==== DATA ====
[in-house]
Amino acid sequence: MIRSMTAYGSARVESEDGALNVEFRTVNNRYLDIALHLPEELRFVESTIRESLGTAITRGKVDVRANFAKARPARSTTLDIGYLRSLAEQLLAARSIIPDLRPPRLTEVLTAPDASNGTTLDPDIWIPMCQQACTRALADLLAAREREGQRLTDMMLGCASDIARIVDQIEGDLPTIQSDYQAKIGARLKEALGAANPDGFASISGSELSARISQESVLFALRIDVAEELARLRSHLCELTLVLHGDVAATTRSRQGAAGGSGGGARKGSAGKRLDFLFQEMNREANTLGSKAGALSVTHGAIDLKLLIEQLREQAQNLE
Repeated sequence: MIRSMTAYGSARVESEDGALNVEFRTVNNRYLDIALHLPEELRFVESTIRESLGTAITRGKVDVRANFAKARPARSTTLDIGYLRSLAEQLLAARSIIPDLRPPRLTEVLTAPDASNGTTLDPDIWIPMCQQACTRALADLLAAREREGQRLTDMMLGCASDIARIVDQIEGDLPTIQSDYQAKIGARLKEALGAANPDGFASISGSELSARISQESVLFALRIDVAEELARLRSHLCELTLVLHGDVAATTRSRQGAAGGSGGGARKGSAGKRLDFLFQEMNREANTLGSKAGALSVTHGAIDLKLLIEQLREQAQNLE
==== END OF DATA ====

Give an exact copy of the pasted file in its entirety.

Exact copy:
[in-house]
Amino acid sequence: MIRSMTAYGSARVESEDGALNVEFRTVNNRYLDIALHLPEELRFVESTIRESLGTAITRGKVDVRANFAKARPARSTTLDIGYLRSLAEQLLAARSIIPDLRPPRLTEVLTAPDASNGTTLDPDIWIPMCQQACTRALADLLAAREREGQRLTDMMLGCASDIARIVDQIEGDLPTIQSDYQAKIGARLKEALGAANPDGFASISGSELSARISQESVLFALRIDVAEELARLRSHLCELTLVLHGDVAATTRSRQGAAGGSGGGARKGSAGKRLDFLFQEMNREANTLGSKAGALSVTHGAIDLKLLIEQLREQAQNLE
Repeated sequence: MIRSMTAYGSARVESEDGALNVEFRTVNNRYLDIALHLPEELRFVESTIRESLGTAITRGKVDVRANFAKARPARSTTLDIGYLRSLAEQLLAARSIIPDLRPPRLTEVLTAPDASNGTTLDPDIWIPMCQQACTRALADLLAAREREGQRLTDMMLGCASDIARIVDQIEGDLPTIQSDYQAKIGARLKEALGAANPDGFASISGSELSARISQESVLFALRIDVAEELARLRSHLCELTLVLHGDVAATTRSRQGAAGGSGGGARKGSAGKRLDFLFQEMNREANTLGSKAGALSVTHGAIDLKLLIEQLREQAQNLE